From time to time, these customers would read news articles about Amazon, ones that were not about the deals or even the algorithms or data-privacy, but about people. About workers. About the actual human being involved in the wish-fulfillment process, the individuals packing the various items into their prime-shipping boxes in some voluminous warehouse somewhere. They would read about timed bathroom breaks and inhumane working conditions, about workers whose every movement were tracked and calibrated by computers, racing against impossibly standards and goals at the fear of losing their job: a new package completed every 30 seconds, of walking 10 miles every 8 hour shift under punishing fluorescent lights without the ability to take a break or even use the bathroom outside of pre-designated time periods. Workers passing out from exhaustion. Workers with stress-fractures on their feet. Concrete warehouses with temperatures falling below zero during the mad-rush before Christmas. Workers paid less than minimum wage after various fines and pay reductions for failing to meet goals or for required shuttle-services to the warehouse. Workers in Spain beaten by police after striking. Customers would read these stories in horror, and think how terrible it was that the amazing deals they found on Amazon (waterproof Otterbox cell phone case for $39.99!) were only possible because the company had found ways to cut costs and squeeze savings out of every stage of production and shipping. They would see these articles on reputable news sites or shared as links on Facebook and Twitter, and they would share them so that others could see them as well. They would click the “Like” button beneath the story so that an angry emoticon appeared, or retweet with a series of hashtags: #amazon #amazonprime #workerrights #socialjustice #livingwagenow. They would recite the most egregious factoids to co-workers over their skinny-chai lattes and talk about how horrible it was that people were treated like that, today, in 2018. What was this, Upton Sinclair’s “The Jungle?” And this was to say nothing about articles they read about how workers in the factories that actually made the products were treated, the child-labor in far-off countries, or the smaller stores forced out of business by Amazon’s deadly grip on the entire marketplace.
But the terms were absolute. In order for there to be these incredible savings, in order for so many items, in a wide variety of styles and colors, to be available for such low prices and for two-day shipping to be included for free, certain sacrifices have to be made. Workers had to be underpaid and mistreated. Local businesses had to be shuttered. That was the terrible truth at the foundation of Amazon Prime.
And so after they had shed their tears and posted to various social media platforms and commented and liked and retweeted, their tears dried and they saw that the towels in the bathroom were looking threadbare, and if they ordered before 4 PM they could have new ones before Friday, plush bath-towels in bright canary yellow with a series of vaguely Japanese cartoon faces on them. No, they were not naive, these customers of Amazon. They knew that, like the workers, they were not free, and that is what makes them believable. They were not inhuman monsters or simple savages. They were good people, people who avoided Walmart because of how they treated their employees, people who boycotted Driscoll’s because of the working conditions of its fruit pickers. They patronized local coffee shops instead of Starbucks when they could, and they voted for democratic (even social democratic) candidates. But there were things they needed and wanted, and their lives were very busy. They did not order from Amazon unknowingly or ignorantly but fully informed and with a slightly troubled conscious that came with compassion and empathy.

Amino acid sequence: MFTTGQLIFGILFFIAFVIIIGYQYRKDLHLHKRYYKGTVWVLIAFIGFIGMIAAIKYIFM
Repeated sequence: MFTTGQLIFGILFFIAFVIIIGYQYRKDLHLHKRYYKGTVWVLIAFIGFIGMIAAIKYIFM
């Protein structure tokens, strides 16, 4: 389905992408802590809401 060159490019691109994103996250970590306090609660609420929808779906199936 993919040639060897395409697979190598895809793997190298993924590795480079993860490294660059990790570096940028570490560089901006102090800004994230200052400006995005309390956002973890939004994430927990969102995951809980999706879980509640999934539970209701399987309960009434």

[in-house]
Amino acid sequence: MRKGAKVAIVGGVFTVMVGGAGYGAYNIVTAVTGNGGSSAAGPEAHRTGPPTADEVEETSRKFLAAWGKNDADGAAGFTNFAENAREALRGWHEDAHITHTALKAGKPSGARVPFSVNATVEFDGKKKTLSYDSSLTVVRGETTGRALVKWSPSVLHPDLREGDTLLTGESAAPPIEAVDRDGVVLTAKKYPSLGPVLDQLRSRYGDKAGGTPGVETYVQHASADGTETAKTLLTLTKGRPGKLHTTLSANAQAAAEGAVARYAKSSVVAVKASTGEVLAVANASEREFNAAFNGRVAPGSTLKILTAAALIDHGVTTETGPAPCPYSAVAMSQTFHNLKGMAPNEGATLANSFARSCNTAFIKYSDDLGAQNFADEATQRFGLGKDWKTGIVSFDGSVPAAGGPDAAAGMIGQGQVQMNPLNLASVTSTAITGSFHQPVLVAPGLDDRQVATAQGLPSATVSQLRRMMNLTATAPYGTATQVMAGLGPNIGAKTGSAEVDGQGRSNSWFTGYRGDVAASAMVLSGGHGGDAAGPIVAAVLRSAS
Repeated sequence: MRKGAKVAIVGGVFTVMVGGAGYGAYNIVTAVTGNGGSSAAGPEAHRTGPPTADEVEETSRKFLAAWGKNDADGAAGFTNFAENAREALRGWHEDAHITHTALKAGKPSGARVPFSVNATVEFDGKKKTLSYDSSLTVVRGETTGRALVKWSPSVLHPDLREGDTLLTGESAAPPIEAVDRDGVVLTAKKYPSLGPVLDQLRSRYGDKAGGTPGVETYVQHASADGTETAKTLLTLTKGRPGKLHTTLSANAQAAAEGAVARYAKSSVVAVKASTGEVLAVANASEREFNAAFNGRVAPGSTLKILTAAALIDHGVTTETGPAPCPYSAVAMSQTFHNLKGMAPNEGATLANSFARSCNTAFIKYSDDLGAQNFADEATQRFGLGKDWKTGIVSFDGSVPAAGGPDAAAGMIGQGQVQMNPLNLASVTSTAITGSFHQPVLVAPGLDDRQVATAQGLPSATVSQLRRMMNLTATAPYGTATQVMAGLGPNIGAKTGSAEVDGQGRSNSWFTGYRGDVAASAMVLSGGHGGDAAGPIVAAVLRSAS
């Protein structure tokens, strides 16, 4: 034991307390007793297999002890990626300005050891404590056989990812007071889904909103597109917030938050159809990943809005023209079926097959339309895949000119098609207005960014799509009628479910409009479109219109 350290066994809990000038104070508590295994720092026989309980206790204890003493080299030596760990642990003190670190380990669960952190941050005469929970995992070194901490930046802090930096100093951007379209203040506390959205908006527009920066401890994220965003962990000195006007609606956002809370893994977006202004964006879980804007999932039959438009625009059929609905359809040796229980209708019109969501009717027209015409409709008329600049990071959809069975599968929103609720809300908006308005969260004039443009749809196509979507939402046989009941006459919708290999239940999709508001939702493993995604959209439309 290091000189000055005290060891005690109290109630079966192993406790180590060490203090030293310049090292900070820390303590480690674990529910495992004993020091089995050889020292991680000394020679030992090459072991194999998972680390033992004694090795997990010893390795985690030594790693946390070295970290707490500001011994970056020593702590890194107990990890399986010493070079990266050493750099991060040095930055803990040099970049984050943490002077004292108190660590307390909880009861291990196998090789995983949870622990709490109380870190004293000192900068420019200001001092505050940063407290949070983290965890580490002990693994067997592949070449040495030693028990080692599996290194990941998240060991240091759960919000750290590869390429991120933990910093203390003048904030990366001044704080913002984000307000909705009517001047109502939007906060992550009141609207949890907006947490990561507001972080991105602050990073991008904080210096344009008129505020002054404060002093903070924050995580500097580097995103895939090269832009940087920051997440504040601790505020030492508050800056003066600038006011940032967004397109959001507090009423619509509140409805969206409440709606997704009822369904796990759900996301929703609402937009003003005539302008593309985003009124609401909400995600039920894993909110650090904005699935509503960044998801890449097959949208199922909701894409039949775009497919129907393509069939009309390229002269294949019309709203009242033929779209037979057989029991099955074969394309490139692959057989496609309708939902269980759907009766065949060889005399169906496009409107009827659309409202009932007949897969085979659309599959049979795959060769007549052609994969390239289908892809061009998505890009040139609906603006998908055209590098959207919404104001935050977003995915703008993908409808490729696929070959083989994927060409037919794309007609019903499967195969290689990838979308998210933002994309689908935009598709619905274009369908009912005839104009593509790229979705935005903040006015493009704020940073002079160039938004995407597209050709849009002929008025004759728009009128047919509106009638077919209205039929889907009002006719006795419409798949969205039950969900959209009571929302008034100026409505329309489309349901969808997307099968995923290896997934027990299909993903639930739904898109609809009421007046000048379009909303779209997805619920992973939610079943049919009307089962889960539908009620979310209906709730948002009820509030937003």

Now do you believe in them? Now are they not more credible? But there is one more thing to tell, and this is quite incredible.
At times, some of the young men and women who read an article about the horrific working conditions in one of Amazon’s shipping facilities do not merely re-post the article on Facebook, or create a series of impassioned tweets accompanied by a series of socially-conscious hashtags. Sometimes also a man or a woman hovers over the “Buy it Now” button but does not click, or leaves a full shopping-cart unpurchased. These people stare at their screens, log into their accounts, and cancel their Prime subscription. Then they click on a different website, one that is not Amazon, and they keep clicking, away from the infinite sea of want and fulfillment and two-day free shipping. The next day dawns, and they do not share Wish Lists with friends and loved ones, do not order packages to be sent to their office or home address, do not download e-books to their kindle or other devices. They go to other sites, ones that do not offer as many deals from third-party sellers, where shipping is not included. They go on. They leave Amazon and head into the darkness and no not go back. The sites they use are even less imaginable to us than this site of constant happiness and wish-fulfillment. I cannot describe them at all. Perhaps they do not exist. But it seems they know where they are browsing, the ones who walk away from Amazon Prime.